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See also RFID


  • STIB site about MOBIB (MIVB)
  • ASK, the card manufacturer
  • Press releases
  • On wikipedia:
    • Calypso, see also here
    • MoBIB (fr)
    • Passe Navigo (fr) is not fully ISO14443-B compliant (Innovatron "standard", also referred as type B') so without proper reader it can be accessed only via contacts. Mobib readers cannot read Navigo pass, so no compatibility whatsoever with the anonymous Navigo card, sigh.



  • UCL software to read Mobib cards (mobib extractor) seems to not be available anymore, but there is still a copy here
  • SpringCard offers a SDK with a Calypso explorer for Windows and its sources, find here the SDK PC/SC for Calypso. See also their blog post
  • An article from P. Gueulle describes a program in Basic to dump the memory content of a Calypso card
  • Cardpeek is a Linux tool to read the contents of ISO7816 smartcards. It features a GTK GUI to represent card data is a tree view, and is expandable with a scripting language (LUA). The tool currently reads the contents of: EMV cards, Navigo public transport cards, Moneo ePurse cards and the French health card "Vitale 2"
  • you may try Edouard Lafargue's tool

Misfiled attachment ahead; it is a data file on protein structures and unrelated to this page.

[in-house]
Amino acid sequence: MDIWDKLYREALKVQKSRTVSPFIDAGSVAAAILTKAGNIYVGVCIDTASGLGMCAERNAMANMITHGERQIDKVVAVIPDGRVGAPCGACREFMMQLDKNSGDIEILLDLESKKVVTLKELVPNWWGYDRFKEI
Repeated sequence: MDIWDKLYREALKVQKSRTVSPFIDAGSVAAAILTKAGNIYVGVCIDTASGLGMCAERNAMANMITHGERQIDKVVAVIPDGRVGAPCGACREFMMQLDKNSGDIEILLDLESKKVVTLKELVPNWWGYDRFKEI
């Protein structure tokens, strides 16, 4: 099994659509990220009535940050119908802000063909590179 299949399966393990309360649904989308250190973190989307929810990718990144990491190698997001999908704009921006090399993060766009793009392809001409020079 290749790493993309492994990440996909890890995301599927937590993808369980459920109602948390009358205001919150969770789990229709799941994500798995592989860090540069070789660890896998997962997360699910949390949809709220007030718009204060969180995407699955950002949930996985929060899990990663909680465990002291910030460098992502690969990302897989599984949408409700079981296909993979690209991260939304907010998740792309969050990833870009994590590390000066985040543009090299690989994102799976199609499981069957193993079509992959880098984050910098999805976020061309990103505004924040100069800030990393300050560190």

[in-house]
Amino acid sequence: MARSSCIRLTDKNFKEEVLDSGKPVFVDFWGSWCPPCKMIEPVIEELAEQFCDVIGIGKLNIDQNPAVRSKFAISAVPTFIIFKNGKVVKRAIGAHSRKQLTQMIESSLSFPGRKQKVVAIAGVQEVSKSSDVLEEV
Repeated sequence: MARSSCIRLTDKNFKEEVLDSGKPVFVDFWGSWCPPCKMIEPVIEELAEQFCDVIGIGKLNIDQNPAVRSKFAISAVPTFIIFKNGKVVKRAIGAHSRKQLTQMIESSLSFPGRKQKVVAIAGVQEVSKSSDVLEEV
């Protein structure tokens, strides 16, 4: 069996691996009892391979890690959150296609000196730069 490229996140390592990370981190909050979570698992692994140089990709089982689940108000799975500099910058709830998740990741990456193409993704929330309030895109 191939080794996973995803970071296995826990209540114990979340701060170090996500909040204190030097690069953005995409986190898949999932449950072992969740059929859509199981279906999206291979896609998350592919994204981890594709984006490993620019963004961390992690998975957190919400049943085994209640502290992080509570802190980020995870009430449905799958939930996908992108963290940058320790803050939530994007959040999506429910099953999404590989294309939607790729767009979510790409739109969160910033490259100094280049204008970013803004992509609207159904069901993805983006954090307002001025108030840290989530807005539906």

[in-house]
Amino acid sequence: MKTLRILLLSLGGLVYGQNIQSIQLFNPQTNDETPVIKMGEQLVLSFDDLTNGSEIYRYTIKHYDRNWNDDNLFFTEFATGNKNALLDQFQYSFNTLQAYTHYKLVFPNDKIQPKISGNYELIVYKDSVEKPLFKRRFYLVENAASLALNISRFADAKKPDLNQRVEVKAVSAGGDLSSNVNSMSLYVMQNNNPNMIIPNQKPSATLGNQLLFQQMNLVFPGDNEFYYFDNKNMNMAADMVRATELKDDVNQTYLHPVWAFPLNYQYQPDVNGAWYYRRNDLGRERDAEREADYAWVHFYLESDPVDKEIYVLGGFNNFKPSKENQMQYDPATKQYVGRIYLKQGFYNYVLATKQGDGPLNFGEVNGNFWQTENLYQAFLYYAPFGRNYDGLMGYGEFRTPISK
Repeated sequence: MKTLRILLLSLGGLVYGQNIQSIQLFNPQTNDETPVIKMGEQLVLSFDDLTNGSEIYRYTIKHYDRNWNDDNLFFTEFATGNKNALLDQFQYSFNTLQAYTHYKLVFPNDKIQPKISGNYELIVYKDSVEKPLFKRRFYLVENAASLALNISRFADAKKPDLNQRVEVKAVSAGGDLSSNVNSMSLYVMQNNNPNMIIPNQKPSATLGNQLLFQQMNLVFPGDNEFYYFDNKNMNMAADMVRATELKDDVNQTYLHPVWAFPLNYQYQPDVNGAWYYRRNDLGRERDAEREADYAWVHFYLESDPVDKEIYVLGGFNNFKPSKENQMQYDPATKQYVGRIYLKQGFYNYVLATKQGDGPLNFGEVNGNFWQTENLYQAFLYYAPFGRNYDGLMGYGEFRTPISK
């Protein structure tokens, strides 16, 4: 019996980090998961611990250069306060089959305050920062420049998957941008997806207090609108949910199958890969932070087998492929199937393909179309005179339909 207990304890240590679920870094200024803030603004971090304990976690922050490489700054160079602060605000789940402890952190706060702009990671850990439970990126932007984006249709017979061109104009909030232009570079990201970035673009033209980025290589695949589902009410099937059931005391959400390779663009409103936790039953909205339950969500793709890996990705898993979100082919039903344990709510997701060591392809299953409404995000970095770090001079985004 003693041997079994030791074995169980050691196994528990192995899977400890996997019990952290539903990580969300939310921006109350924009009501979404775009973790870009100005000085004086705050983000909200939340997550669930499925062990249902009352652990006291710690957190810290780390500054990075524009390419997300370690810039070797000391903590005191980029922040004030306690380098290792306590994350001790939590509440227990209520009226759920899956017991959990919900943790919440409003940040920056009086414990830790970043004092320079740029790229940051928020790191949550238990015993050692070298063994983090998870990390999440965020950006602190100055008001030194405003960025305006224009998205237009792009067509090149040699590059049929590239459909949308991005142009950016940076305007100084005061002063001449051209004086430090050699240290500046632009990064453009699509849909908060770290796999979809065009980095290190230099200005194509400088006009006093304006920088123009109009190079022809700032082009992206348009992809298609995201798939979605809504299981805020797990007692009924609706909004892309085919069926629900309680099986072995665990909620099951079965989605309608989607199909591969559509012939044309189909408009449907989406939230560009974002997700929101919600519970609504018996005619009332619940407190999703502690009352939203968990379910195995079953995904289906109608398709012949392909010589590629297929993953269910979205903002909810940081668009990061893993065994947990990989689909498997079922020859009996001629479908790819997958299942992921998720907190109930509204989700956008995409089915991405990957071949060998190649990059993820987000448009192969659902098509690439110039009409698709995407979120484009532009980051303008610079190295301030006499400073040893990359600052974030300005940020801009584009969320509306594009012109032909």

• UCL researchers wrote a nice article (in French) in MISC Mag #48 on how to read a Navigo card, see pages 74-82


Under Belgian law of 28 november 2000 relative to computer/cyber criminality, is punishable the one, knowing he was not allowed to do so, accesses a computing system.
Without exception for academic security research.
Without need for demonstrating an intention of bad behavior.
Without need for demonstrating an intention of getting financial benefit (=fraud).
The sole intention to access the computing system is also punishable.

And, oh, btw, apparently your Mobib is not yours, it's STIB property.
Now, don't say I didn't warn you.

As pointed out on this blog, this may explain why UCL researchers removed their tool from their website, as it's hard to write such a tool without reading any Mobib and considering who owns the transport card company and who subsides the university... Sound a bit like a conspiracy, but we can't say for sure.

So this is how you can deploy a privacy-savvy technology in Belgium: no technical protection whatsoever required as there is already a law prohibiting to read the unprotected data. And you won't be blamed as anyone demonstrating publicly that your technology is a privacy nightmare is committing a crime.
Quod erat demonstrandum.